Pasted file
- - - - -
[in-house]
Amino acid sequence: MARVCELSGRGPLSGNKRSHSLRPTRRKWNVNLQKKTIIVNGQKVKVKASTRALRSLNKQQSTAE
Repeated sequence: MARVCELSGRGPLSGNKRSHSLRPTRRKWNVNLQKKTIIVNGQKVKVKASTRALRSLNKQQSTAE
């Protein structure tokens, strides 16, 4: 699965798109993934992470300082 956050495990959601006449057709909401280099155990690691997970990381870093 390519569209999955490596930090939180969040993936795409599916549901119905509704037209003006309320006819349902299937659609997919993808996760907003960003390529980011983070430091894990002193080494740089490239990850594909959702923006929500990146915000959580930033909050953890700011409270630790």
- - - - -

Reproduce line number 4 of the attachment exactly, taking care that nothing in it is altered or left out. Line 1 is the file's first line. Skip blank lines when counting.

């Protein structure tokens, strides 16, 4: 699965798109993934992470300082 956050495990959601006449057709909401280099155990690691997970990381870093 390519569209999955490596930090939180969040993936795409599916549901119905509704037209003006309320006819349902299937659609997919993808996760907003960003390529980011983070430091894990002193080494740089490239990850594909959702923006929500990146915000959580930033909050953890700011409270630790």